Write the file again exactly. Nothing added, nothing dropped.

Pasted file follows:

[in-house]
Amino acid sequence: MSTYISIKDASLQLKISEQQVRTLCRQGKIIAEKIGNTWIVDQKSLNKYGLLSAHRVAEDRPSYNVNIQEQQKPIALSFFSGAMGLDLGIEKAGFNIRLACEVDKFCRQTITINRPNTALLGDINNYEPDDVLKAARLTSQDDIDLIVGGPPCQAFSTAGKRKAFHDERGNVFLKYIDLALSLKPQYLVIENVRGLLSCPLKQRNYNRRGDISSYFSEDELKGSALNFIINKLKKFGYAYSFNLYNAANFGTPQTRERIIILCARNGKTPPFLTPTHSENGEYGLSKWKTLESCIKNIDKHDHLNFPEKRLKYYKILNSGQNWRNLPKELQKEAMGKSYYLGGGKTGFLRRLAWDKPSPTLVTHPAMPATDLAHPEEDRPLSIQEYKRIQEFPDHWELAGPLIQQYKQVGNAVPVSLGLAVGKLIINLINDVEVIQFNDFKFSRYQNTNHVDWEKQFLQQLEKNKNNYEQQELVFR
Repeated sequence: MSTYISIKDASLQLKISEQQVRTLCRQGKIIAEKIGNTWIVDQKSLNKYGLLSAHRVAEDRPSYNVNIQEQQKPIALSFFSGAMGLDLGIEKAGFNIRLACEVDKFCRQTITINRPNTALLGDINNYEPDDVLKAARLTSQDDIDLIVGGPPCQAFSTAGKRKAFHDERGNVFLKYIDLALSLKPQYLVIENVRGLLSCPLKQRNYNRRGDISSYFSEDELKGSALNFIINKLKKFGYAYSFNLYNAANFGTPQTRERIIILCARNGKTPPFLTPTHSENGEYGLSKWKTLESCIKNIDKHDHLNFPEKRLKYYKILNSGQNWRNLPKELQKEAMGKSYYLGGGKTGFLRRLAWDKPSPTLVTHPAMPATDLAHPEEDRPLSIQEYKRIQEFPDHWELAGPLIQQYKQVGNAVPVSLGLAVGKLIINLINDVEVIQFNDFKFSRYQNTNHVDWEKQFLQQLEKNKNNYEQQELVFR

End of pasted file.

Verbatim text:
[in-house]
Amino acid sequence: MSTYISIKDASLQLKISEQQVRTLCRQGKIIAEKIGNTWIVDQKSLNKYGLLSAHRVAEDRPSYNVNIQEQQKPIALSFFSGAMGLDLGIEKAGFNIRLACEVDKFCRQTITINRPNTALLGDINNYEPDDVLKAARLTSQDDIDLIVGGPPCQAFSTAGKRKAFHDERGNVFLKYIDLALSLKPQYLVIENVRGLLSCPLKQRNYNRRGDISSYFSEDELKGSALNFIINKLKKFGYAYSFNLYNAANFGTPQTRERIIILCARNGKTPPFLTPTHSENGEYGLSKWKTLESCIKNIDKHDHLNFPEKRLKYYKILNSGQNWRNLPKELQKEAMGKSYYLGGGKTGFLRRLAWDKPSPTLVTHPAMPATDLAHPEEDRPLSIQEYKRIQEFPDHWELAGPLIQQYKQVGNAVPVSLGLAVGKLIINLINDVEVIQFNDFKFSRYQNTNHVDWEKQFLQQLEKNKNNYEQQELVFR
Repeated sequence: MSTYISIKDASLQLKISEQQVRTLCRQGKIIAEKIGNTWIVDQKSLNKYGLLSAHRVAEDRPSYNVNIQEQQKPIALSFFSGAMGLDLGIEKAGFNIRLACEVDKFCRQTITINRPNTALLGDINNYEPDDVLKAARLTSQDDIDLIVGGPPCQAFSTAGKRKAFHDERGNVFLKYIDLALSLKPQYLVIENVRGLLSCPLKQRNYNRRGDISSYFSEDELKGSALNFIINKLKKFGYAYSFNLYNAANFGTPQTRERIIILCARNGKTPPFLTPTHSENGEYGLSKWKTLESCIKNIDKHDHLNFPEKRLKYYKILNSGQNWRNLPKELQKEAMGKSYYLGGGKTGFLRRLAWDKPSPTLVTHPAMPATDLAHPEEDRPLSIQEYKRIQEFPDHWELAGPLIQQYKQVGNAVPVSLGLAVGKLIINLINDVEVIQFNDFKFSRYQNTNHVDWEKQFLQQLEKNKNNYEQQELVFR